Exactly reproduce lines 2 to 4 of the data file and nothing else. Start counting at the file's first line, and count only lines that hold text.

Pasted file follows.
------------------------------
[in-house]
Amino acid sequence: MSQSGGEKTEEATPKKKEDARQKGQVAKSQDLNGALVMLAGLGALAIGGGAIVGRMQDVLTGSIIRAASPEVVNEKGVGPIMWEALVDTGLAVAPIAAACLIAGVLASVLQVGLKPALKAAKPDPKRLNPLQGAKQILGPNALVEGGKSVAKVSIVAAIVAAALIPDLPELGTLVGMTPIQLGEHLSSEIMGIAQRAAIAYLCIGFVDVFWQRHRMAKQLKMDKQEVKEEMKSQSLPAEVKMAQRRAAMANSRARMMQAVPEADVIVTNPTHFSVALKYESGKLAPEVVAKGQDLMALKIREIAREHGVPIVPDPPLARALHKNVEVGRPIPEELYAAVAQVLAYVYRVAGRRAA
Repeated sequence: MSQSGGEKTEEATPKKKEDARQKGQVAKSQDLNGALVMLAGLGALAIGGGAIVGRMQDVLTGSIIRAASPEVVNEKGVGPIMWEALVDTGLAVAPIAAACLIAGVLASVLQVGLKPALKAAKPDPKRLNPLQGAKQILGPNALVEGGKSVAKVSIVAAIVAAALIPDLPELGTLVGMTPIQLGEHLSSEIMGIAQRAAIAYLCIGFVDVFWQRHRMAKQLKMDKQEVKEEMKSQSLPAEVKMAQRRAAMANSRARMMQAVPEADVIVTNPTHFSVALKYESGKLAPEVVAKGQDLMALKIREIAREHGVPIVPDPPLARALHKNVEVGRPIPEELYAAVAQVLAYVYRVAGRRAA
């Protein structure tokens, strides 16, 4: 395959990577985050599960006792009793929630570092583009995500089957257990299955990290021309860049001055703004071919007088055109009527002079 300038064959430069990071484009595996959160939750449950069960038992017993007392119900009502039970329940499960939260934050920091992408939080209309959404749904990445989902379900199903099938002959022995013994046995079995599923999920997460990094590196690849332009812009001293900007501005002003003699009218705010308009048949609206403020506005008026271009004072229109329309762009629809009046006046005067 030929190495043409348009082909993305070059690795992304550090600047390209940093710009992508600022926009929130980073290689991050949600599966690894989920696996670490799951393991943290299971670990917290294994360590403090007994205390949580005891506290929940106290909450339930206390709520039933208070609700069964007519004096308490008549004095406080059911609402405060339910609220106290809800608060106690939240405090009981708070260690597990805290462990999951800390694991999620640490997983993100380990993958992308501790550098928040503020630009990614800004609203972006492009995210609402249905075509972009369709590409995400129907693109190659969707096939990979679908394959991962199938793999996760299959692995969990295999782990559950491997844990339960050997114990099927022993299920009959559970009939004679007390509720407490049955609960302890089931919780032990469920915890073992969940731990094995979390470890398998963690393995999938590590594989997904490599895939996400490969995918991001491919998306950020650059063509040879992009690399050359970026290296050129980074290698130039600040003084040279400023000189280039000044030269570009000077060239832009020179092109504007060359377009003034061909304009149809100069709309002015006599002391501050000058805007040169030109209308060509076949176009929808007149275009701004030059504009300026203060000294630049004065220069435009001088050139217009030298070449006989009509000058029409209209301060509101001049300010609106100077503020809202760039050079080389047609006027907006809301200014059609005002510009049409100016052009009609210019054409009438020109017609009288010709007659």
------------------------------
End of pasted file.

Amino acid sequence: MSQSGGEKTEEATPKKKEDARQKGQVAKSQDLNGALVMLAGLGALAIGGGAIVGRMQDVLTGSIIRAASPEVVNEKGVGPIMWEALVDTGLAVAPIAAACLIAGVLASVLQVGLKPALKAAKPDPKRLNPLQGAKQILGPNALVEGGKSVAKVSIVAAIVAAALIPDLPELGTLVGMTPIQLGEHLSSEIMGIAQRAAIAYLCIGFVDVFWQRHRMAKQLKMDKQEVKEEMKSQSLPAEVKMAQRRAAMANSRARMMQAVPEADVIVTNPTHFSVALKYESGKLAPEVVAKGQDLMALKIREIAREHGVPIVPDPPLARALHKNVEVGRPIPEELYAAVAQVLAYVYRVAGRRAA
Repeated sequence: MSQSGGEKTEEATPKKKEDARQKGQVAKSQDLNGALVMLAGLGALAIGGGAIVGRMQDVLTGSIIRAASPEVVNEKGVGPIMWEALVDTGLAVAPIAAACLIAGVLASVLQVGLKPALKAAKPDPKRLNPLQGAKQILGPNALVEGGKSVAKVSIVAAIVAAALIPDLPELGTLVGMTPIQLGEHLSSEIMGIAQRAAIAYLCIGFVDVFWQRHRMAKQLKMDKQEVKEEMKSQSLPAEVKMAQRRAAMANSRARMMQAVPEADVIVTNPTHFSVALKYESGKLAPEVVAKGQDLMALKIREIAREHGVPIVPDPPLARALHKNVEVGRPIPEELYAAVAQVLAYVYRVAGRRAA
């Protein structure tokens, strides 16, 4: 395959990577985050599960006792009793929630570092583009995500089957257990299955990290021309860049001055703004071919007088055109009527002079 300038064959430069990071484009595996959160939750449950069960038992017993007392119900009502039970329940499960939260934050920091992408939080209309959404749904990445989902379900199903099938002959022995013994046995079995599923999920997460990094590196690849332009812009001293900007501005002003003699009218705010308009048949609206403020506005008026271009004072229109329309762009629809009046006046005067 030929190495043409348009082909993305070059690795992304550090600047390209940093710009992508600022926009929130980073290689991050949600599966690894989920696996670490799951393991943290299971670990917290294994360590403090007994205390949580005891506290929940106290909450339930206390709520039933208070609700069964007519004096308490008549004095406080059911609402405060339910609220106290809800608060106690939240405090009981708070260690597990805290462990999951800390694991999620640490997983993100380990993958992308501790550098928040503020630009990614800004609203972006492009995210609402249905075509972009369709590409995400129907693109190659969707096939990979679908394959991962199938793999996760299959692995969990295999782990559950491997844990339960050997114990099927022993299920009959559970009939004679007390509720407490049955609960302890089931919780032990469920915890073992969940731990094995979390470890398998963690393995999938590590594989997904490599895939996400490969995918991001491919998306950020650059063509040879992009690399050359970026290296050129980074290698130039600040003084040279400023000189280039000044030269570009000077060239832009020179092109504007060359377009003034061909304009149809100069709309002015006599002391501050000058805007040169030109209308060509076949176009929808007149275009701004030059504009300026203060000294630049004065220069435009001088050139217009030298070449006989009509000058029409209209301060509101001049300010609106100077503020809202760039050079080389047609006027907006809301200014059609005002510009049409100016052009009609210019054409009438020109017609009288010709007659």